NRA supporters still back Trump, even if he’s bad for business
dsmoulton/iStock(WASHINGTON) — President Donald Trump and Vice President Mike Pence are scheduled Friday to speak to gun enthusiasts at the National Rifle Association, a group that made a multi-million-dollar investment in their campaign in 2016.
The president’s speech in Indianapolis comes as the rhetoric around firearms has intensified after more recent mass shootings. But as Republicans and gun enthusiasts prepare to defend gun rights ahead of the 2020 election, some NRA members believe it shouldn’t be all politics and are hoping the organization instead turns its focus to helping its own members.
There’s one thing on which both gun enthusiasts and gun control activists agree: The NRA isn’t the same organization it was decades ago.
The NRA spent $30.3 million to support Trump’s campaign in 2016, according to Open Secrets, and doubled down on NRA-sponsored advertising in key states where the president claimed victory.
But in the past year alone, the NRA has faced staggering opposition. After the Feb. 14, 2018, massacre at Marjory Stoneman Douglas High School in Parkland, Florida, students and supporters were among those asking other companies to sever their ties with the NRA.
In the 2018 midterm elections, the NRA was outspent by gun control activists, as Democratic candidates fed up with mass shootings campaigned on the issue. Gun control advocates Lucy McBath in Georgia and Jason Crow in Colorado were among a group of Democrats who beat out Republicans.
For many voters, the debate over firearms likely will remain a key issue in 2020, with voters on both sides gearing up to back candidates on both sides of the issue. Ahead of the 2018 midterms, 60 percent of voters listed gun policy as “very important” among voting choices, according to the survey by the Kaiser Family Foundation.
In Greenfield, Indiana, Mark Highsmith said he believes firearms are woven into the fabric of the state. He owns a gun shop and told ABC News the NRA remains strong in parts of the country because it’s the only organization on the front lines of gun advocacy.
“They’re really the only lobbying group for the shooting public,” Highsmith told ABC News. But, he added, “I think they need to try and rationalize how they spend their money and try to be more steadfast in the way they do business. I’d like to see them be more supportive of places like me — how are they helping the average member.”
Highsmith is in a unique position as a gun shop owner. While he personally supports Donald Trump, it hurts his business.
“When Trump got in, our business slowed quite a bit — anytime you got a Democrat House and Senate, I really think it makes people alarmed,” he said.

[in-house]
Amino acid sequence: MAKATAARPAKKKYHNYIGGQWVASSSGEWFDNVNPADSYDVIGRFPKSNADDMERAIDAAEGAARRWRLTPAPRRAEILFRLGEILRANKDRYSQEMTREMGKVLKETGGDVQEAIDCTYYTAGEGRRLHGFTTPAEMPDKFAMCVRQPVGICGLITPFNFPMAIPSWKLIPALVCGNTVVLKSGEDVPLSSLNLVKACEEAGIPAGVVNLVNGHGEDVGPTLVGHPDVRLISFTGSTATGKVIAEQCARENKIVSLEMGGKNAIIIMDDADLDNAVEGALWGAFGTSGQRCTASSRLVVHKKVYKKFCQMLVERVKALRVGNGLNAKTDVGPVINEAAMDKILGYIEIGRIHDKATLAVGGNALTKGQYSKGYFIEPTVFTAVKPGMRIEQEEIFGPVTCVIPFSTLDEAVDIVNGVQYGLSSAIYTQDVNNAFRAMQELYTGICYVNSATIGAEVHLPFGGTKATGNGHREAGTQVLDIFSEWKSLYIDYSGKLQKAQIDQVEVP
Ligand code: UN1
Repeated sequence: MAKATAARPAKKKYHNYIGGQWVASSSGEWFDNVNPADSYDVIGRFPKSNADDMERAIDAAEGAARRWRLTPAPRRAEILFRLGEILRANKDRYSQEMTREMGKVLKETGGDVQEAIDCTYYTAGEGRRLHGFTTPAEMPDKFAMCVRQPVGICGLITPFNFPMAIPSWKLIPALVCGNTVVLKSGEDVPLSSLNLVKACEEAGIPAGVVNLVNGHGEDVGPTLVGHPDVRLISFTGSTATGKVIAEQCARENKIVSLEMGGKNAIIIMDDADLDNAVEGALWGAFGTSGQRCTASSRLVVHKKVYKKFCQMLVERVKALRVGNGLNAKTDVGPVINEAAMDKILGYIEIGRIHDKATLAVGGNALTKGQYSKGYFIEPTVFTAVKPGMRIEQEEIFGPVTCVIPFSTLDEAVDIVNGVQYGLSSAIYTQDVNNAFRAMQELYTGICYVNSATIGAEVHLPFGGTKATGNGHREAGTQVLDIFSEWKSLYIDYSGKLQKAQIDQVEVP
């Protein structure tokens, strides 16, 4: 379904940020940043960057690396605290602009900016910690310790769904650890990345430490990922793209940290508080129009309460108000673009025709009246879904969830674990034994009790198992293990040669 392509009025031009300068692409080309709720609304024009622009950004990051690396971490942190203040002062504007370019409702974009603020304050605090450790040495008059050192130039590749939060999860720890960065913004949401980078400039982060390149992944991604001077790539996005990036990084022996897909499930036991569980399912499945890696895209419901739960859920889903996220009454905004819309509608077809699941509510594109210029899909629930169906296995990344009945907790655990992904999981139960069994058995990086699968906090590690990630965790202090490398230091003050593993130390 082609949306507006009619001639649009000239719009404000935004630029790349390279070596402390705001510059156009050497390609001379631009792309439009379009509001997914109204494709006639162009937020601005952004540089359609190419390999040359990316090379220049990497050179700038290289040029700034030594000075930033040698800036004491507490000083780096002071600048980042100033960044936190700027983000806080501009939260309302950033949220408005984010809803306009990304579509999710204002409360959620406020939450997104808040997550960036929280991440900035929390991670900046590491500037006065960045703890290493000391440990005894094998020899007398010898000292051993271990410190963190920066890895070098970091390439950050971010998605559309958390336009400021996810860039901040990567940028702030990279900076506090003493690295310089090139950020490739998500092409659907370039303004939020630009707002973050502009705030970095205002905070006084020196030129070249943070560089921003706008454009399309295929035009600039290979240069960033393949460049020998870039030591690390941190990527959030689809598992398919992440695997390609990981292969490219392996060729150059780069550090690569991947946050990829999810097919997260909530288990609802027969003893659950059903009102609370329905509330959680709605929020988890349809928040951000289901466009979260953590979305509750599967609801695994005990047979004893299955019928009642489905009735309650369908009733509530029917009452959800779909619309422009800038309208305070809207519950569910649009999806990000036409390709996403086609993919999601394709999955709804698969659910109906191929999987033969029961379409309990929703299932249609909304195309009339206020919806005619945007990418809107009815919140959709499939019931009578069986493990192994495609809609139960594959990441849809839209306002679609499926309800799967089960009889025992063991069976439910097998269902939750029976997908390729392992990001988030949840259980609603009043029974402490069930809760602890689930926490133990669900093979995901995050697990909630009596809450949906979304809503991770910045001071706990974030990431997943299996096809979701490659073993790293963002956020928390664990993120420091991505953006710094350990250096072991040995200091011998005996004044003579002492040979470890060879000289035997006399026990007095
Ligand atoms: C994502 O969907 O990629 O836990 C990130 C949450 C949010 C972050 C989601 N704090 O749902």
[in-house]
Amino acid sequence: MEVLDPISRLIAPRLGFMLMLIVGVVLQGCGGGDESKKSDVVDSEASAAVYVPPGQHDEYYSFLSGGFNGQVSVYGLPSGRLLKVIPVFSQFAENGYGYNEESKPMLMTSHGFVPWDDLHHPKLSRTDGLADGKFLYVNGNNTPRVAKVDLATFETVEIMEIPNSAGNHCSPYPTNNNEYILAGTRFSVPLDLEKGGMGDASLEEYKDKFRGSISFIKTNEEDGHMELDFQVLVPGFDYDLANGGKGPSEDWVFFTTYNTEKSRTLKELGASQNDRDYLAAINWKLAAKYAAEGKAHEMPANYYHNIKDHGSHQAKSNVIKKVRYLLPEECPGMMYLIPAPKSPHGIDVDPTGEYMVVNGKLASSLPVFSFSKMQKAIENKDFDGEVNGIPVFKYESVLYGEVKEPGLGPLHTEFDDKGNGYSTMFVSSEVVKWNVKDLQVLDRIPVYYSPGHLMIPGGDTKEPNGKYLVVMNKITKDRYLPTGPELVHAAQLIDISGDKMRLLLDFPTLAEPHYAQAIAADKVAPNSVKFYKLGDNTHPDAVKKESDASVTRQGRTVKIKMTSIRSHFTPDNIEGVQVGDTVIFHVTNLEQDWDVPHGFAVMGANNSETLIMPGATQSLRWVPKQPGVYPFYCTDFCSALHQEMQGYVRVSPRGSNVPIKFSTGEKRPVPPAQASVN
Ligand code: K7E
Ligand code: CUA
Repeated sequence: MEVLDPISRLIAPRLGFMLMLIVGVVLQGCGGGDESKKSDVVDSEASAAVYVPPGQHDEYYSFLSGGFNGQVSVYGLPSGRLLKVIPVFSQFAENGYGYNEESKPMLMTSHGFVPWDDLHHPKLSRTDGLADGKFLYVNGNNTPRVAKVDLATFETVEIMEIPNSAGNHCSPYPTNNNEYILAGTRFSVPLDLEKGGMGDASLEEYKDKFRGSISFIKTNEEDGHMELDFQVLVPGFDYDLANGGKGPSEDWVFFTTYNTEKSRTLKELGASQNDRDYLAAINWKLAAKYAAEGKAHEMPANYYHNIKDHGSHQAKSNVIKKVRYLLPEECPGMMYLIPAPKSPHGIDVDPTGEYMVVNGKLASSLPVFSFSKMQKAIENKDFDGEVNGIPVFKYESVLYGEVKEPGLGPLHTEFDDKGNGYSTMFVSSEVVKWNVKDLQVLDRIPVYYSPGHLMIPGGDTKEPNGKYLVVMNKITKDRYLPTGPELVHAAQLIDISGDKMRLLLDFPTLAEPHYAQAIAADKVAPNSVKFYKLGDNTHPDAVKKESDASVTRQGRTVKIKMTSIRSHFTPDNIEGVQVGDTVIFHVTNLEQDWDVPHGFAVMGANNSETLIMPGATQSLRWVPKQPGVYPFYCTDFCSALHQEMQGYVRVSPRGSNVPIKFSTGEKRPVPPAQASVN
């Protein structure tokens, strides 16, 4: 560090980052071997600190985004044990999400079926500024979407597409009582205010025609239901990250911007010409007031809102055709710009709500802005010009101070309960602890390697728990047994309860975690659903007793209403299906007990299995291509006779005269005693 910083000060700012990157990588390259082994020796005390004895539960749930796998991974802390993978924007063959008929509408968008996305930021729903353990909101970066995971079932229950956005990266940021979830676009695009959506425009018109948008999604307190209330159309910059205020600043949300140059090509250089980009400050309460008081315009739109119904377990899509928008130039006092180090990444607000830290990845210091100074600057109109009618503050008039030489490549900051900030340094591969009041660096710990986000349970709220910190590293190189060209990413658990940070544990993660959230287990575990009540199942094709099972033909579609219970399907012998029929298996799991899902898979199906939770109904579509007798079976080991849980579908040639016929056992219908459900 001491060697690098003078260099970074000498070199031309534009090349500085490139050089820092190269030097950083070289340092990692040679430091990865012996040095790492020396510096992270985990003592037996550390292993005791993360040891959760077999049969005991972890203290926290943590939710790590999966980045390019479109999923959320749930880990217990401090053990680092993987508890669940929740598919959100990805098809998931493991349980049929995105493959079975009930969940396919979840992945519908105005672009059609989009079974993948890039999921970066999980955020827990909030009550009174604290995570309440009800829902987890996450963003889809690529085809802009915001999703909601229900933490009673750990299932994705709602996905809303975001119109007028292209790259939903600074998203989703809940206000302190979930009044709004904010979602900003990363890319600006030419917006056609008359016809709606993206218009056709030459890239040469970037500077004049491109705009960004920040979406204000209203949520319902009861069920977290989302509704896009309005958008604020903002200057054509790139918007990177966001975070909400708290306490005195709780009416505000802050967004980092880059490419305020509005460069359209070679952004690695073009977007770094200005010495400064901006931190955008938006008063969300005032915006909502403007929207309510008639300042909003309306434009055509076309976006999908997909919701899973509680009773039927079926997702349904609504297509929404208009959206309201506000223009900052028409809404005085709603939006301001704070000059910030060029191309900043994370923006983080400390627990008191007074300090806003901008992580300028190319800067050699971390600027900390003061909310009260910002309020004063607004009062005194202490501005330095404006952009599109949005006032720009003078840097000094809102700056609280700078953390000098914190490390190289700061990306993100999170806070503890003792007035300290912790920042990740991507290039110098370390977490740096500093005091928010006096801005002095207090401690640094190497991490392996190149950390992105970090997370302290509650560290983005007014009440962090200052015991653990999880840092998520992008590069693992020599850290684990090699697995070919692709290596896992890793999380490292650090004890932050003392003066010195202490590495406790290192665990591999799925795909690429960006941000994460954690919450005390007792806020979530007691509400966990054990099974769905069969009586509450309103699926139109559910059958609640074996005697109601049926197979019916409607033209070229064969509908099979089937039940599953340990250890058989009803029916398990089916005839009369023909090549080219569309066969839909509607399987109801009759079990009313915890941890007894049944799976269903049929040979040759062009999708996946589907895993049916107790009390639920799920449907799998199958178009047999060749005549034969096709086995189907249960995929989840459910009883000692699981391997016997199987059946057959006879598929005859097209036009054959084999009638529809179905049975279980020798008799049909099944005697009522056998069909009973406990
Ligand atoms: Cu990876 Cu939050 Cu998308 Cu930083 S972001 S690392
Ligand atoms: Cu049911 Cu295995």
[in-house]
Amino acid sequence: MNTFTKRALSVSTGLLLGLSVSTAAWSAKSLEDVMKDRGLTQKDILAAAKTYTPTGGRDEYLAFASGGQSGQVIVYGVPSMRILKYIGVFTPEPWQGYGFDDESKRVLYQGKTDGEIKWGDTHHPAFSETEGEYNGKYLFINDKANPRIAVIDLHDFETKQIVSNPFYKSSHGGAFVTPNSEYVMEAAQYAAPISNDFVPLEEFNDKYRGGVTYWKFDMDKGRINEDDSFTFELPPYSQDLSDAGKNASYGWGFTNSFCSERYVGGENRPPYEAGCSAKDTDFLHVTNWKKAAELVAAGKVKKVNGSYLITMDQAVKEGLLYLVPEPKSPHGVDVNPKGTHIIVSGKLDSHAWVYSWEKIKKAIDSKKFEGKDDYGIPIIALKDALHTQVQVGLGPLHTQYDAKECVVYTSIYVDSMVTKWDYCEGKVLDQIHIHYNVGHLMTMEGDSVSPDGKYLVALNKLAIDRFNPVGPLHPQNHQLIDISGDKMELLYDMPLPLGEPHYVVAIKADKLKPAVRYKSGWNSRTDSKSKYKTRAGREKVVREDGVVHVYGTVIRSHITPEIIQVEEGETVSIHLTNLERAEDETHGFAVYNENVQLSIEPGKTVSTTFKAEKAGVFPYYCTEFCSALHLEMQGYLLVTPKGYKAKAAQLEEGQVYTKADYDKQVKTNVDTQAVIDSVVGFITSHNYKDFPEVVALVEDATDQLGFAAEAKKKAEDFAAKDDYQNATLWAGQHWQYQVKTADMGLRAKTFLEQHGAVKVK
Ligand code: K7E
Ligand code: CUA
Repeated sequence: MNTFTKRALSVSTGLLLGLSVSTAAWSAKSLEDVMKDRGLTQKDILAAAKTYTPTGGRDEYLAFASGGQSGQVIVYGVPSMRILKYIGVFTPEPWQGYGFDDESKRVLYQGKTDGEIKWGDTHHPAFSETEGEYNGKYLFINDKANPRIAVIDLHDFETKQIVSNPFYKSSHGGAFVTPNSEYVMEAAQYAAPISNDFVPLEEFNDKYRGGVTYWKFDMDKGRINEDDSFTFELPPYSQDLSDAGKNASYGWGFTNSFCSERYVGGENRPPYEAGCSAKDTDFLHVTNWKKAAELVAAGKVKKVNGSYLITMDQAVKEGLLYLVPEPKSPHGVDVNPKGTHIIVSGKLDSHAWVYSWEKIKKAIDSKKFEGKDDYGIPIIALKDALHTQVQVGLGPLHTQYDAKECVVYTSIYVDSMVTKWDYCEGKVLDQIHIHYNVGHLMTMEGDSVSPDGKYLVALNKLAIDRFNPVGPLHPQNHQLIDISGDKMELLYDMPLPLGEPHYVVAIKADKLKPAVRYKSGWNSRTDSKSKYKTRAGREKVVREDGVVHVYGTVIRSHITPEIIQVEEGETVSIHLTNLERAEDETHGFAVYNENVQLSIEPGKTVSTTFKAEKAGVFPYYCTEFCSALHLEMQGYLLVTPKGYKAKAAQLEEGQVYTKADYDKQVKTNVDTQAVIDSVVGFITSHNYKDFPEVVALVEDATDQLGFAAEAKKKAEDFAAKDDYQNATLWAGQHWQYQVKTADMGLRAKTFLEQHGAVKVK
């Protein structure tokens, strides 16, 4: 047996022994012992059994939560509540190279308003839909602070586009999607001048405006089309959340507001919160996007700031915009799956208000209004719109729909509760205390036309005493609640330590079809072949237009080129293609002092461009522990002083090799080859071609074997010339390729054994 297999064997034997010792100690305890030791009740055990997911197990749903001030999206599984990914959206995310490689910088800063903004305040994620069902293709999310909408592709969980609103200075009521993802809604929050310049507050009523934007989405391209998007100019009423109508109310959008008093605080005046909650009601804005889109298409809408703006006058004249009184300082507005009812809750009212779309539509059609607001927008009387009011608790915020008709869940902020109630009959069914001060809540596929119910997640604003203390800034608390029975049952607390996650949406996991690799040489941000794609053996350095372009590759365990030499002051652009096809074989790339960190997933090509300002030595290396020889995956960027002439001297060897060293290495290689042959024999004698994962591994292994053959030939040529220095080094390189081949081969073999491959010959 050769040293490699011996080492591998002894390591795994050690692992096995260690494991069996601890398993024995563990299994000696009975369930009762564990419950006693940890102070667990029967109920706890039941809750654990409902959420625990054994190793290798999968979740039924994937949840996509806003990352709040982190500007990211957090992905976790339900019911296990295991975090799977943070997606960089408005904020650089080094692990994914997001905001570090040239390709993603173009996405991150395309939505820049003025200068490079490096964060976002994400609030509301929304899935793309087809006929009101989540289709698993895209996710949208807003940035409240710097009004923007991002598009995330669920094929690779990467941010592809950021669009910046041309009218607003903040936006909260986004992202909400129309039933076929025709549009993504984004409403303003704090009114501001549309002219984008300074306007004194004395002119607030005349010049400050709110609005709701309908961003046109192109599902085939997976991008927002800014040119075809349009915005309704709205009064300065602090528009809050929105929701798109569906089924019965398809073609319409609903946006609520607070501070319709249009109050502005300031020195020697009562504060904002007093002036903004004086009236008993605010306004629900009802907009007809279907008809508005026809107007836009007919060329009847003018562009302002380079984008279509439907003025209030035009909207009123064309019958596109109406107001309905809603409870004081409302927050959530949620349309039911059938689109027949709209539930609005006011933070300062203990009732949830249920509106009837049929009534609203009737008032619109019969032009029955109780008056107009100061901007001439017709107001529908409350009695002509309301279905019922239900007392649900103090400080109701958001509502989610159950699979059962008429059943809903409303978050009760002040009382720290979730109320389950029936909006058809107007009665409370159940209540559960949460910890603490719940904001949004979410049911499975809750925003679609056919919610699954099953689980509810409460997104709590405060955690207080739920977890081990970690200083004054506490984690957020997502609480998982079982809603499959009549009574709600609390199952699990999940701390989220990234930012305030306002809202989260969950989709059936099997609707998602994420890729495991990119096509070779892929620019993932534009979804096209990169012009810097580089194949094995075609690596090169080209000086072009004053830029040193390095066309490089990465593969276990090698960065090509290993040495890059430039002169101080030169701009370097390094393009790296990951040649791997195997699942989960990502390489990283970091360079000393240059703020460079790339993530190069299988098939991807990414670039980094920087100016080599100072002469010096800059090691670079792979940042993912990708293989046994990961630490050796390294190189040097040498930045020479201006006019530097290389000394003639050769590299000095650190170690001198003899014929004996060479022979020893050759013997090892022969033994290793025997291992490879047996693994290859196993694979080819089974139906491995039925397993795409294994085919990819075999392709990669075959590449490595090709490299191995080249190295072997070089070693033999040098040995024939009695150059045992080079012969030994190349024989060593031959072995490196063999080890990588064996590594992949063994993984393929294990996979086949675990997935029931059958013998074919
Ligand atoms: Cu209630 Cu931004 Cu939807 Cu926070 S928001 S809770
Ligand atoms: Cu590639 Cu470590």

Some gun enthusiasts have labeled that decline in firearm sales the “Trump Slump.” The president’s 2016 campaign, heavily backed by the NRA, helped reassure gun owners, so they bought fewer firearms.
That said, the NRA and Trump don’t always agree — the president has called for raising the purchasing age to 21 from 18 despite fierce opposition from the group.
“The NRA is opposed to it,” Trump said in February 2018, “and I’m a fan of the NRA. No bigger fan. I’m a big fan of the NRA. These are great people. Great patriots. They love our country, but that doesn’t mean we have to agree on everything.”
The NRA also disagreed with the Trump administration’s ban on bump stocks following a mass shooting at a Las Vegas music festival in October 2017 that killed 58 people. That shooter used a bump stock, a device that allows a rifle automatic or semiautomatic firing capability.
Still, the president is expected to receive a warm response on Friday.
“I’m happy he’s coming,” Highsmith added, “and I’m happy he’s a Second Amendment supporter.”
As the president and vice president head to Indianapolis for the convention, gun control activists are planning to respond with force.
Everytown for Gun Safety Support Fund launched a campaign investing $100,000 in ads, which will be seen in Indianapolis during this week’s annual NRA convention.
“The NRA isn’t really a gun rights group anymore — it’s a troubled business committed to enriching its executives and gun manufacturers,” said John Feinblatt, president of Everytown for Gun Safety.
Moms Demand Action will hold a counter-event this weekend as the NRA convention takes place.
“We will work against candidates who buy into the NRA’s distorted vision of gun everywhere, all the time, for everybody,” Stephanie Mannon Grabow, a volunteer with Moms Demand Action, told ABC News. “We know we can protect the Second Amendment and protect our communities. The NRA is coming here to put on a big show, but we know behind the curtain, they are struggling.”
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